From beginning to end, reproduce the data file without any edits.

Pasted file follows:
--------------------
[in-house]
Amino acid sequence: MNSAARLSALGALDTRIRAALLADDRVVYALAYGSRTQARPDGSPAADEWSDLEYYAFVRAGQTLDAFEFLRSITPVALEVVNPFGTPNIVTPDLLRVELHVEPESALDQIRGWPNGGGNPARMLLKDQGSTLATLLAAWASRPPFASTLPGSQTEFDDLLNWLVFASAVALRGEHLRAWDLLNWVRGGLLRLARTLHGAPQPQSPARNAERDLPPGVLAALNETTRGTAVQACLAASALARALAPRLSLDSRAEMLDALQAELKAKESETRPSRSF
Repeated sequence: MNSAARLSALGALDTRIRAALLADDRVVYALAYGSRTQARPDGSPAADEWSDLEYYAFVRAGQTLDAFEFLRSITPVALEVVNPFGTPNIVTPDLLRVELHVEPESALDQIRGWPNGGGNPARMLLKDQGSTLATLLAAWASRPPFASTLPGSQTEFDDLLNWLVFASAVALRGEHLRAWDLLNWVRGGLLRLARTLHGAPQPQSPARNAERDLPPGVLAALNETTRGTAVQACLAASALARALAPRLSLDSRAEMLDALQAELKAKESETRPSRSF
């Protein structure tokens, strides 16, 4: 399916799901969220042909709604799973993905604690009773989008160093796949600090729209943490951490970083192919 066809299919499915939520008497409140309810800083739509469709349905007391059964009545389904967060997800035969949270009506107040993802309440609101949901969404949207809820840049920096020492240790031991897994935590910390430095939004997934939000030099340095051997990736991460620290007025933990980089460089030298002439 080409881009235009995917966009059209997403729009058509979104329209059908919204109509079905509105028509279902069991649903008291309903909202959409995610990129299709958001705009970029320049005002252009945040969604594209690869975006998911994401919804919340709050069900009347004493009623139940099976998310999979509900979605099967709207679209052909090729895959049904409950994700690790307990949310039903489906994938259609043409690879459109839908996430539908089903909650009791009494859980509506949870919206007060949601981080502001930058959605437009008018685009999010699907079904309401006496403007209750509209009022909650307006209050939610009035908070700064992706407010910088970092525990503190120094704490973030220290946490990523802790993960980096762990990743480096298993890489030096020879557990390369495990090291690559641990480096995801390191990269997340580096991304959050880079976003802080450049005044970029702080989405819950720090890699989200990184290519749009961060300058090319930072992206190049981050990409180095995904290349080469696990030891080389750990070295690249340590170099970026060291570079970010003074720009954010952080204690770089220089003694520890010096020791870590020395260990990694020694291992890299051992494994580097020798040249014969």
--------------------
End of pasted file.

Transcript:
[in-house]
Amino acid sequence: MNSAARLSALGALDTRIRAALLADDRVVYALAYGSRTQARPDGSPAADEWSDLEYYAFVRAGQTLDAFEFLRSITPVALEVVNPFGTPNIVTPDLLRVELHVEPESALDQIRGWPNGGGNPARMLLKDQGSTLATLLAAWASRPPFASTLPGSQTEFDDLLNWLVFASAVALRGEHLRAWDLLNWVRGGLLRLARTLHGAPQPQSPARNAERDLPPGVLAALNETTRGTAVQACLAASALARALAPRLSLDSRAEMLDALQAELKAKESETRPSRSF
Repeated sequence: MNSAARLSALGALDTRIRAALLADDRVVYALAYGSRTQARPDGSPAADEWSDLEYYAFVRAGQTLDAFEFLRSITPVALEVVNPFGTPNIVTPDLLRVELHVEPESALDQIRGWPNGGGNPARMLLKDQGSTLATLLAAWASRPPFASTLPGSQTEFDDLLNWLVFASAVALRGEHLRAWDLLNWVRGGLLRLARTLHGAPQPQSPARNAERDLPPGVLAALNETTRGTAVQACLAASALARALAPRLSLDSRAEMLDALQAELKAKESETRPSRSF
């Protein structure tokens, strides 16, 4: 399916799901969220042909709604799973993905604690009773989008160093796949600090729209943490951490970083192919 066809299919499915939520008497409140309810800083739509469709349905007391059964009545389904967060997800035969949270009506107040993802309440609101949901969404949207809820840049920096020492240790031991897994935590910390430095939004997934939000030099340095051997990736991460620290007025933990980089460089030298002439 080409881009235009995917966009059209997403729009058509979104329209059908919204109509079905509105028509279902069991649903008291309903909202959409995610990129299709958001705009970029320049005002252009945040969604594209690869975006998911994401919804919340709050069900009347004493009623139940099976998310999979509900979605099967709207679209052909090729895959049904409950994700690790307990949310039903489906994938259609043409690879459109839908996430539908089903909650009791009494859980509506949870919206007060949601981080502001930058959605437009008018685009999010699907079904309401006496403007209750509209009022909650307006209050939610009035908070700064992706407010910088970092525990503190120094704490973030220290946490990523802790993960980096762990990743480096298993890489030096020879557990390369495990090291690559641990480096995801390191990269997340580096991304959050880079976003802080450049005044970029702080989405819950720090890699989200990184290519749009961060300058090319930072992206190049981050990409180095995904290349080469696990030891080389750990070295690249340590170099970026060291570079970010003074720009954010952080204690770089220089003694520890010096020791870590020395260990990694020694291992890299051992494994580097020798040249014969």